We saw the need to promote the involvement of more women in courses and jobs relating to engineering, mathematics, computing and science in general; the need to review the course of history to rescue the life of women who have made contributions to these fields; the need to reflect on our own practices, on the content we are creating and sharing online; and the need to re-signify spaces and create new ways of interacting, new languages, new ways of creating knowledge. But we also identified systems of daily oppression empowered by a sexist way of thinking that we must be aware of so that measures can be taken to mitigate its impact on our lives.

Many feminists are using the new technologies to promote and defend women’s rights, many women are becoming involved in technology projects: developing companies, writing codes, running online businesses, maintaining blogs on diverse subjects, keeping diary videos; the question remains: what can we do to bring them together?


By the end of last year, we, a group of women interested in promoting a feminist interpretation of technology use, agreed to work collectively on a global event to make visible the need of a space of mutual recognition and collective creation for women and queers. That is how the idea of #femhack was born.

The first thing we made clear was the diverse and adaptable nature of #femhack. We weren’t talking about a single event that would follow the same methodology in all countries: we wanted an event as diverse as the women who were planning it, with its own agenda, its own content work, and its own identity in each place. We all agreed about the need of femhack being a safe space: free of sexist remarks, racism, homo/lesbian/transphobia and any other kind of violence and hatred towards participants; in addition to the promotion and use of digital security practices as part of the event.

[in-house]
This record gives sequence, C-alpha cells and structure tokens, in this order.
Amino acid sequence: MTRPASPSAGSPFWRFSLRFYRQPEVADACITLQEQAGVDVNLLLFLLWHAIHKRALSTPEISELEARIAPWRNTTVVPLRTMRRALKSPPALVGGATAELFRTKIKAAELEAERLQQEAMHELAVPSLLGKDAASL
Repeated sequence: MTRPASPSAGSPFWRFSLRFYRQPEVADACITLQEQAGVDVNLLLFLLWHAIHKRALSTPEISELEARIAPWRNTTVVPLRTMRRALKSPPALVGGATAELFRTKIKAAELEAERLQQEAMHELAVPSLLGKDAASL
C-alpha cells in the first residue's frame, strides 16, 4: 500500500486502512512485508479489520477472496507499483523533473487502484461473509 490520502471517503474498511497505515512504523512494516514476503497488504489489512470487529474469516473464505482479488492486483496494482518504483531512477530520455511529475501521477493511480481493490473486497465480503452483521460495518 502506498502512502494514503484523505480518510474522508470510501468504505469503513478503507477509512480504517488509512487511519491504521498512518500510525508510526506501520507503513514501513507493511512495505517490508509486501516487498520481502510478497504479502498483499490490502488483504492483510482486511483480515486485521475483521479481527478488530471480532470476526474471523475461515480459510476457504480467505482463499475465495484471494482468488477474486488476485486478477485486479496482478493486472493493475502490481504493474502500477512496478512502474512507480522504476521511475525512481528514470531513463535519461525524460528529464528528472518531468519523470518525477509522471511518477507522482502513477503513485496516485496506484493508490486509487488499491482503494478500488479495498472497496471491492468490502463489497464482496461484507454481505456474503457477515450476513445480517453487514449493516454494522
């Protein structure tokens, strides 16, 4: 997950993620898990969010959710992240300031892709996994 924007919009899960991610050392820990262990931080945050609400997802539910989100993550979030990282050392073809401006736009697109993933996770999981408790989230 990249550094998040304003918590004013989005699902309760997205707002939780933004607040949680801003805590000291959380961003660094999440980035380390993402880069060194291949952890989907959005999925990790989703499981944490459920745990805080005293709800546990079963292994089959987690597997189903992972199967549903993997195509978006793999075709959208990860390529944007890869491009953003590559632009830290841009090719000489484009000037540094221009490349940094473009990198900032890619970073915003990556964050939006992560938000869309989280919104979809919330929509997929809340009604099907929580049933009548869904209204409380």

During the planning stage, we received the news about the assassination of Sabeen Munhad, who, despite not being part of the group promoting femhack, worked very hard for digital rights; she was the mind behind the first hackathon in Pakistan and a pillar of activism in the region. We thought it was fair to honor her memory around the world by dedicating femhack to her name and by taking the time in each country to share information about her life and achievements with those participating in the event.

After many discussions and postponed dates, it was decided that May 23rd be the date for holding the event simultaneously. We started to organize activities in each of our own countries and some comrades created a website to make a public announcement and invite more women/ women groups to participate around the world.